Public procurement, when conducted sustainably, can make an important contribution to municipal climate action planning and greatly reduce emissions. Through green public procurement (GPP), goods, services and works with reduced environmental impacts throughout their life cycles are favoured. Green ProcA promotes GPP amongst public authorities, focussing primarily on signatories of the Covenant of Mayors and encouraging them to address green procurement in their Sustainable Energy Action Plans. The project also supports local authorities on the brink of becoming a Covenant signatory or those with other voluntary climate-related targets.
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Green PrcoA offers capacity building possibilities and networking activities through a variety of events for procurers while also directly supporting large beacon projects. Climate Alliance members will benefit from “Guidelines on procurement in SEAP development,” a procurement guide due to be released in summer 2015. National and European GPP Awards are to be presented in 2016.

Climate Alliance contact: Andreas Kress a.kress@climatealliance.org Project duration: Mar 2014 – Aug 2016 Co-funded by: IEE Programme (EU) gpp-proca.eu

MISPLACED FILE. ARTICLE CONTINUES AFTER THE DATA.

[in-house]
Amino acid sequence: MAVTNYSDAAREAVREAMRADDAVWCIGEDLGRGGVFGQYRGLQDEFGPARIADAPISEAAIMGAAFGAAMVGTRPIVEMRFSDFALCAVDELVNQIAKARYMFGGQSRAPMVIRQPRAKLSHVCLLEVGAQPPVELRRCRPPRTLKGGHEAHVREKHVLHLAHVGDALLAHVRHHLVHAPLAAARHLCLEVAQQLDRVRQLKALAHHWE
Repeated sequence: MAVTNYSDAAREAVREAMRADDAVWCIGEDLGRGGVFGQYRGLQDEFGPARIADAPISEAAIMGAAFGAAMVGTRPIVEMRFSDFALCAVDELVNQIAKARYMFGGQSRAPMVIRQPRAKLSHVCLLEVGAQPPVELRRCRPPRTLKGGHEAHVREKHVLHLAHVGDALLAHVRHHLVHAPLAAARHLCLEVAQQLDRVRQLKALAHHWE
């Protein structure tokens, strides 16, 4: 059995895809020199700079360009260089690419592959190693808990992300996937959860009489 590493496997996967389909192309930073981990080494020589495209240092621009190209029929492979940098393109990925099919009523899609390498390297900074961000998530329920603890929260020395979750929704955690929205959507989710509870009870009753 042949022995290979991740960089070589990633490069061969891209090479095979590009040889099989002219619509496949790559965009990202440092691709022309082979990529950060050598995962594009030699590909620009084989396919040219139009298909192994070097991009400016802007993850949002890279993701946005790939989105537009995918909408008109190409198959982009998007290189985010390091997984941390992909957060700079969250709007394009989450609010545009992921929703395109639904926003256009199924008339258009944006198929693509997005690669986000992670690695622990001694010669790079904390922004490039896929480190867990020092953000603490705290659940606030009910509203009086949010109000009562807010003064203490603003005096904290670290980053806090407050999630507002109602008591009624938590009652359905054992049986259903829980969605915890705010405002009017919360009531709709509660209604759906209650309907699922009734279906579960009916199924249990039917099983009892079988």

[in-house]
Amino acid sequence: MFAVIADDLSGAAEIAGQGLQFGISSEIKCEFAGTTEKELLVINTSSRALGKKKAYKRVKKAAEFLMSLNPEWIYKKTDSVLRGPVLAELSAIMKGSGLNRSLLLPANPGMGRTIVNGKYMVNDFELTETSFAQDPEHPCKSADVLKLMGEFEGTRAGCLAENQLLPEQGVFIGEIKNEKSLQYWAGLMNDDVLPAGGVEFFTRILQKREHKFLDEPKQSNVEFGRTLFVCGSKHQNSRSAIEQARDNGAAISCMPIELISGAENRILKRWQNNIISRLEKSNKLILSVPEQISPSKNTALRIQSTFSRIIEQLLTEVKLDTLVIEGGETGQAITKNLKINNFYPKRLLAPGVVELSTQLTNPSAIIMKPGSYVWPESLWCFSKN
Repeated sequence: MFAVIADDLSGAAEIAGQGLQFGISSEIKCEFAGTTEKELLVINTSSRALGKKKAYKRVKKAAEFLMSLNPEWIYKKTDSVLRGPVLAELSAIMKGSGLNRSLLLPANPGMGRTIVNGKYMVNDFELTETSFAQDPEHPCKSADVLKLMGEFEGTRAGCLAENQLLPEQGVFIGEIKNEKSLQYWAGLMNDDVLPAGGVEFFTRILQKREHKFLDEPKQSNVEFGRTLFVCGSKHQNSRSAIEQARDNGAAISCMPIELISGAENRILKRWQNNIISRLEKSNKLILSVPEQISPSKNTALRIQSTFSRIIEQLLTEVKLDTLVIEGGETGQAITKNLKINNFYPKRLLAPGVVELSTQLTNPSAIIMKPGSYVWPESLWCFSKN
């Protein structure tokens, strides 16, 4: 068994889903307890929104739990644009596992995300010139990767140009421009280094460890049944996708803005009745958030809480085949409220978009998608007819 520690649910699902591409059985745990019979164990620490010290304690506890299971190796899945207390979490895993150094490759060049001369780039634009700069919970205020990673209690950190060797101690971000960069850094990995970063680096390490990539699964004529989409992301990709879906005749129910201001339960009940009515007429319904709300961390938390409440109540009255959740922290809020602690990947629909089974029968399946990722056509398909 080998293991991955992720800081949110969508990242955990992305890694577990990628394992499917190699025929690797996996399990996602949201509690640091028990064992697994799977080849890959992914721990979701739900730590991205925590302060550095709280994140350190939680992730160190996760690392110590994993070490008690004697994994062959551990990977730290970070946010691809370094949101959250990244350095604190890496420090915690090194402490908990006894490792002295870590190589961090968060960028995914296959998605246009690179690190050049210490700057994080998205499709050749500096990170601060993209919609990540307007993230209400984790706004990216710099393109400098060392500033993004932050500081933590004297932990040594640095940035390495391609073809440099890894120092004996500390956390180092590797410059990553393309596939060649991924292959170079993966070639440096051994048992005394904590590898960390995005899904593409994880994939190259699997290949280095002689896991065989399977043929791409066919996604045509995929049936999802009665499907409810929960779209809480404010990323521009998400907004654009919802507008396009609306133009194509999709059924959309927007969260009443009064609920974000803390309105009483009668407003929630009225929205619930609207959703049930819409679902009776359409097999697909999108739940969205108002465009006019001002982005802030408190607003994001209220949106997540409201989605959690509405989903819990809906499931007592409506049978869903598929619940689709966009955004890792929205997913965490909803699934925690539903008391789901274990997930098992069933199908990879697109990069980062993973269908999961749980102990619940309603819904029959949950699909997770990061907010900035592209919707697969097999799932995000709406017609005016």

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Climate Protection in Germany
With national goals of reducing greenhouse gas emissions by 40% by 2020 as compared to 1990 levels and from 80 to 95% by 2050, Germany’s climate goals are particularly ambitious and far outpace those of the EU. Germany is thus fertile ground for climate activities and Climate Alliance, via its German national coordination, is an active player in this field. Climate Alliance’s German national coordination serves as a consultant for the “Climate Protection Action Programme 2020,” making suggestions for how Germany can reach its extremely ambitious goals. Further advice on a national level comes from the Climate Alliance 2050 Energy Supply Working Group, which this year has also helped feed an international Climate Alliance resolution on Europe’s energy future, presented at the 2015 General Assembly. The German Climate Alliance national coordination provides topic-specific input for a variety of national conferences such as the “100% Renewable Energy Region” event and is also active in the region surrounding Frankfurt (DE), where it is helping to create a regional energy concept.